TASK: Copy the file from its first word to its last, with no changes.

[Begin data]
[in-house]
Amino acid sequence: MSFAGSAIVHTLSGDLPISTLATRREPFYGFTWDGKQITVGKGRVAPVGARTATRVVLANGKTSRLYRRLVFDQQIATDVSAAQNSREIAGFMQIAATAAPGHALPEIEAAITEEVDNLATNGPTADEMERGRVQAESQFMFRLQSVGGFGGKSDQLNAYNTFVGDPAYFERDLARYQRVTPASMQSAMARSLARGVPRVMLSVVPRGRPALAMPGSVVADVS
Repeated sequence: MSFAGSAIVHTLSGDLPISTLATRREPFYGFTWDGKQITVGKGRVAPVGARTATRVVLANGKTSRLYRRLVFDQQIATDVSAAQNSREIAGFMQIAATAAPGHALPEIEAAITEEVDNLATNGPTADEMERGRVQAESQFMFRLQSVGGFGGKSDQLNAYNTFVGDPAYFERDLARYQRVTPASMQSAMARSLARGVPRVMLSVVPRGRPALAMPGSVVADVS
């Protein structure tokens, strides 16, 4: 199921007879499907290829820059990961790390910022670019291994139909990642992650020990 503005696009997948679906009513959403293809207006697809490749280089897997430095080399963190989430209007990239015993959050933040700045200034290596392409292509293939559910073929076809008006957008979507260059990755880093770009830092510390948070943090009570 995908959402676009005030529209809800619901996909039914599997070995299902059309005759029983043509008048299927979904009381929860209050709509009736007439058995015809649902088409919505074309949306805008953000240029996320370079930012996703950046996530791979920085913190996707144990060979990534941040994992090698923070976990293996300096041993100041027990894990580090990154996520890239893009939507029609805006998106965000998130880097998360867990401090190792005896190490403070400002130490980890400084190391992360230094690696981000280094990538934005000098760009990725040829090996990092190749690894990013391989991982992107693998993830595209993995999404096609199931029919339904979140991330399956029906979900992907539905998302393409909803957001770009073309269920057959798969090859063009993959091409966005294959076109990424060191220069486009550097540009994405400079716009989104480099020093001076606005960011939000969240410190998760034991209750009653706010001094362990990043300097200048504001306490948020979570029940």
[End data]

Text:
[in-house]
Amino acid sequence: MSFAGSAIVHTLSGDLPISTLATRREPFYGFTWDGKQITVGKGRVAPVGARTATRVVLANGKTSRLYRRLVFDQQIATDVSAAQNSREIAGFMQIAATAAPGHALPEIEAAITEEVDNLATNGPTADEMERGRVQAESQFMFRLQSVGGFGGKSDQLNAYNTFVGDPAYFERDLARYQRVTPASMQSAMARSLARGVPRVMLSVVPRGRPALAMPGSVVADVS
Repeated sequence: MSFAGSAIVHTLSGDLPISTLATRREPFYGFTWDGKQITVGKGRVAPVGARTATRVVLANGKTSRLYRRLVFDQQIATDVSAAQNSREIAGFMQIAATAAPGHALPEIEAAITEEVDNLATNGPTADEMERGRVQAESQFMFRLQSVGGFGGKSDQLNAYNTFVGDPAYFERDLARYQRVTPASMQSAMARSLARGVPRVMLSVVPRGRPALAMPGSVVADVS
């Protein structure tokens, strides 16, 4: 199921007879499907290829820059990961790390910022670019291994139909990642992650020990 503005696009997948679906009513959403293809207006697809490749280089897997430095080399963190989430209007990239015993959050933040700045200034290596392409292509293939559910073929076809008006957008979507260059990755880093770009830092510390948070943090009570 995908959402676009005030529209809800619901996909039914599997070995299902059309005759029983043509008048299927979904009381929860209050709509009736007439058995015809649902088409919505074309949306805008953000240029996320370079930012996703950046996530791979920085913190996707144990060979990534941040994992090698923070976990293996300096041993100041027990894990580090990154996520890239893009939507029609805006998106965000998130880097998360867990401090190792005896190490403070400002130490980890400084190391992360230094690696981000280094990538934005000098760009990725040829090996990092190749690894990013391989991982992107693998993830595209993995999404096609199931029919339904979140991330399956029906979900992907539905998302393409909803957001770009073309269920057959798969090859063009993959091409966005294959076109990424060191220069486009550097540009994405400079716009989104480099020093001076606005960011939000969240410190998760034991209750009653706010001094362990990043300097200048504001306490948020979570029940």